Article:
An analysis done by Liberty officials showed the agreement could lead to potential cost savings and increased price stability for its customers, according to the petition.

In addition, it would provide Liberty with direct access to the Marcellus Shale — a large and growing natural gas resource in the Northeast — and to numerous storage facilities near natural gas production areas, and enhance the diversity of Liberty Utilities’ portfolio, the petition said.

Liberty officials request in the petition that the Public Utilities Commission find the agreement “is prudent, reasonable and consistent with the public interest,” and ask members to issue a final decision no later than April 2, 2016.

Liberty Utilities has until May 2, 2016, to terminate the supply path agreement at no cost to its customers if it doesn’t receive the required approvals, according to testimony from Francisco C. DaFonte, Liberty’s vice president for energy procurement.

Liberty Utilities officials decided to purchase less natural gas per day from the supply path compared to the market path because the modeling they performed “suggested that the best cost option for its customers was a contract volume of 78,000 (dekatherms) per day,” he said.

The Northeast Energy Direct pipeline would run from the shale gas fields in northern Pennsylvania to Dracut, Mass. Along the way, it’s slated to pass through 19 communities in southern New Hampshire, including the Cheshire County towns of Fitzwilliam, Richmond, Rindge, Troy and Winchester.

Tennessee Gas Pipeline officials filed the $5.2 billion project’s application Nov. 20 with the Federal Energy Regulatory Commission. They’ve asked the commission to approve it by the fourth quarter of 2016.

As part of getting the commission to approve the project, Tennessee Gas has to show there is a need for the pipeline. That includes having agreements with companies to buy natural gas off the pipeline.

Related: Liberty Utilities proposes natural gas expansion to Swanzey

In addition to Liberty Utilities, other gas companies, generators and producers — mostly in New England and New York — have signed on to benefit from the project, but space remains on the pipeline.

Approximately 174 miles of the pipeline — from Susquehanna County, Pa., to Wright, N.Y. — would be the supply path component. It would have the capacity to transport up to 1.2 billion cubic feet of natural gas per day, or 1,230,000 dekatherms.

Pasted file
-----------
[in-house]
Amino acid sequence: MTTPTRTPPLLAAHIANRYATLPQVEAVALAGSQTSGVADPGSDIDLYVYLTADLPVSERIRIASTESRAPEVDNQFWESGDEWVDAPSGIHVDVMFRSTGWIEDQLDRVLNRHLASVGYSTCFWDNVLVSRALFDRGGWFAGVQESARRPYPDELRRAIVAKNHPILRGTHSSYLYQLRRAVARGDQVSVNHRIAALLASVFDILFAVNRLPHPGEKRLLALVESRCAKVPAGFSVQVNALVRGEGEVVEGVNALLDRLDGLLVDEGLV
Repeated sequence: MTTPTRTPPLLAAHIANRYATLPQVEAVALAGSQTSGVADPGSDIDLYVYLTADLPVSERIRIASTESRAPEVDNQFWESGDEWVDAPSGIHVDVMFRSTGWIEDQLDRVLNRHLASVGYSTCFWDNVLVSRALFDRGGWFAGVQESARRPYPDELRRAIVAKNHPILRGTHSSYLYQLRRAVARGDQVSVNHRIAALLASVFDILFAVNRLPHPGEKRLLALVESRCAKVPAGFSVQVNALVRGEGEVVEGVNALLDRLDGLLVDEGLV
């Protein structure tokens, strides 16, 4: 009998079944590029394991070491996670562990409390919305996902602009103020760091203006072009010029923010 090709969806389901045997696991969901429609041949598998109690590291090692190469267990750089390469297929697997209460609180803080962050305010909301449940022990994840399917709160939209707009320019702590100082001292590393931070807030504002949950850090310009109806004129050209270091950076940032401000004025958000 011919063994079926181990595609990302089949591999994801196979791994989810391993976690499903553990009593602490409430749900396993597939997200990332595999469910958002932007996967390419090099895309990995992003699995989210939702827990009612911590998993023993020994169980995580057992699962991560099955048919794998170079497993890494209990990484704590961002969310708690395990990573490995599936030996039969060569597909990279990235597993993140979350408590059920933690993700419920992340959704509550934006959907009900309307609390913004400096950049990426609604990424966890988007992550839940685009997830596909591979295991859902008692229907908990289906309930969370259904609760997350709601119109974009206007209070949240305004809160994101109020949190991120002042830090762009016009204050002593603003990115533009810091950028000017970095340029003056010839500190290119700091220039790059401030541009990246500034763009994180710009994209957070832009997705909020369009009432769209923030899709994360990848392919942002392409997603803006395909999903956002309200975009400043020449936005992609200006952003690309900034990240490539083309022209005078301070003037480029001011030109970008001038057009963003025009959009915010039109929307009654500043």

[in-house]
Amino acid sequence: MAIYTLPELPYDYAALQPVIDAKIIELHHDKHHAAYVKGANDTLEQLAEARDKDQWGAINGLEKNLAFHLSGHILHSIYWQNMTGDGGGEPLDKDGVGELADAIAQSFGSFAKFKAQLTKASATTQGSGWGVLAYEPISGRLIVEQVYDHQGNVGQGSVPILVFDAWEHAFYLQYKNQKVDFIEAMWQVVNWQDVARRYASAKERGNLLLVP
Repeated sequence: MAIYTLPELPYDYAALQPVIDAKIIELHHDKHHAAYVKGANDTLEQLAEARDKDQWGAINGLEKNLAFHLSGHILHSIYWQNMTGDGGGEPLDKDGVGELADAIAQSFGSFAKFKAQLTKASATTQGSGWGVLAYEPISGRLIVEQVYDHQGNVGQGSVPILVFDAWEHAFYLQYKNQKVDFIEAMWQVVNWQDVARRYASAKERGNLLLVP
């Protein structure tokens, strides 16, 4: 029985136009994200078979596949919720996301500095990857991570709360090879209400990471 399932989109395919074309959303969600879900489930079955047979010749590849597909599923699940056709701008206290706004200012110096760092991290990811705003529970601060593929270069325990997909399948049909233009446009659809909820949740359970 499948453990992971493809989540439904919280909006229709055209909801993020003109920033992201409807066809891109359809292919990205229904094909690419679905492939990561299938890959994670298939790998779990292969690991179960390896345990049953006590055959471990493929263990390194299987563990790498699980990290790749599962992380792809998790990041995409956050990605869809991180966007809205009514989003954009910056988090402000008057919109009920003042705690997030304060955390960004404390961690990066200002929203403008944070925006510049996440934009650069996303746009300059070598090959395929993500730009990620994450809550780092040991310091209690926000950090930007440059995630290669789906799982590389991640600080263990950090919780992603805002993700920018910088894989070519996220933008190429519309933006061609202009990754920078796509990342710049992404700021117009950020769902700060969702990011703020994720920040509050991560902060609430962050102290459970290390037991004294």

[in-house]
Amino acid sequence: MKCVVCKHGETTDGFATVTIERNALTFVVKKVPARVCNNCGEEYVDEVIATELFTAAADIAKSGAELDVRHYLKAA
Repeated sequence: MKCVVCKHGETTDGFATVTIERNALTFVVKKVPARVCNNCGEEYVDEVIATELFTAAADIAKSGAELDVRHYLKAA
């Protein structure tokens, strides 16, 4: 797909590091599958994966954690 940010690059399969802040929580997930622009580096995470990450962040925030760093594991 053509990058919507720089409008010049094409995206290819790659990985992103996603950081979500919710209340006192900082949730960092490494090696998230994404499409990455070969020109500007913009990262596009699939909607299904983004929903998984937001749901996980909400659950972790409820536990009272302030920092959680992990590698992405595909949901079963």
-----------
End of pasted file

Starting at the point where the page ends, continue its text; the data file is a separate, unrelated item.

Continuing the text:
Of those dekatherms, 751,650 have been claimed by electric generators, producers and local distribution companies, according to Tennessee Gas Pipeline’s FERC filing.

The remaining roughly 188 miles of pipeline would travel from Wright to Dracut as the market path component, which would have the capacity to transport up to 1.3 billion cubic feet of natural gas per day, or 1,332,500 dekatherms.

Of those dekatherms, 552,262 have been spoken for, according to the FERC filing.

Richard N. Wheatley, spokesman for the Northeast Energy Direct project, said Wednesday Tennessee Gas Pipeline officials continue to discuss capacity commitments with potential customers and shippers for the supply and market paths.

Based on the capacity of each pipeline path component and what has already been claimed, he said, there are approximately 748,000 dekatherms available remaining on the supply path, and about 448,000 dekatherms remaining on the market path.

Wheatley said it’s up to company management and Kinder Morgan’s board as to how much space on the pipeline it’s looking to sell to prove to federal regulators the project is needed.

DaFonte said in his testimony filed with Liberty Utilities’ petition that officials entered into the supply path agreement with Tennessee Gas Pipeline primarily to “lower costs to our customers by displacing higher cost supplies.”

Debra A. Howland, executive director of the Public Utilities Commission, scheduled a prehearing conference on the supply path petition for Tuesday, and gave a deadline of today to file for intervenor status.

The deadline to file for intervenor status in the Federal Energy Regulatory Commission’s review of the Northeast Energy Direct pipeline project is Wednesday.

Meghan Foley can be reached at 352-1234, extension 1436, or mfoley@keenesentinel.com. Follow her on Twitter @MFoleyKS.

This article was written by Meghan Foley from The Keene Sentinel, N.H. and was legally licensed through the NewsCred publisher network.